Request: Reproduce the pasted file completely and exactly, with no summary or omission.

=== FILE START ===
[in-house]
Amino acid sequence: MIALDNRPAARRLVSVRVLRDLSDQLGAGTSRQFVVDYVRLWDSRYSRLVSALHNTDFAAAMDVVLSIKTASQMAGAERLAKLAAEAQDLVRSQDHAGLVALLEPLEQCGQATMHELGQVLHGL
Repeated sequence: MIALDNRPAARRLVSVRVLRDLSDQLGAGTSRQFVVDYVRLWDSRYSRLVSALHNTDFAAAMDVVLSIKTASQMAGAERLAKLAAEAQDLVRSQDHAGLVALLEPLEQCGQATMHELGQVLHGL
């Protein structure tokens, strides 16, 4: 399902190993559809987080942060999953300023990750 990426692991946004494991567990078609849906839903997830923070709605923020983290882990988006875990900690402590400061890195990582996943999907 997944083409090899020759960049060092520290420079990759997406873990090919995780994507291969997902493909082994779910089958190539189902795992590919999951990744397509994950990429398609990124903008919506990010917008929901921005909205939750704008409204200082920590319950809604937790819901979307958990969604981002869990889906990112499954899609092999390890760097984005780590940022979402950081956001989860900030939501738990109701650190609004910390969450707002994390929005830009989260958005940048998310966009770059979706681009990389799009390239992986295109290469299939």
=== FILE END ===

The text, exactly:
[in-house]
Amino acid sequence: MIALDNRPAARRLVSVRVLRDLSDQLGAGTSRQFVVDYVRLWDSRYSRLVSALHNTDFAAAMDVVLSIKTASQMAGAERLAKLAAEAQDLVRSQDHAGLVALLEPLEQCGQATMHELGQVLHGL
Repeated sequence: MIALDNRPAARRLVSVRVLRDLSDQLGAGTSRQFVVDYVRLWDSRYSRLVSALHNTDFAAAMDVVLSIKTASQMAGAERLAKLAAEAQDLVRSQDHAGLVALLEPLEQCGQATMHELGQVLHGL
């Protein structure tokens, strides 16, 4: 399902190993559809987080942060999953300023990750 990426692991946004494991567990078609849906839903997830923070709605923020983290882990988006875990900690402590400061890195990582996943999907 997944083409090899020759960049060092520290420079990759997406873990090919995780994507291969997902493909082994779910089958190539189902795992590919999951990744397509994950990429398609990124903008919506990010917008929901921005909205939750704008409204200082920590319950809604937790819901979307958990969604981002869990889906990112499954899609092999390890760097984005780590940022979402950081956001989860900030939501738990109701650190609004910390969450707002994390929005830009989260958005940048998310966009770059979706681009990389799009390239992986295109290469299939």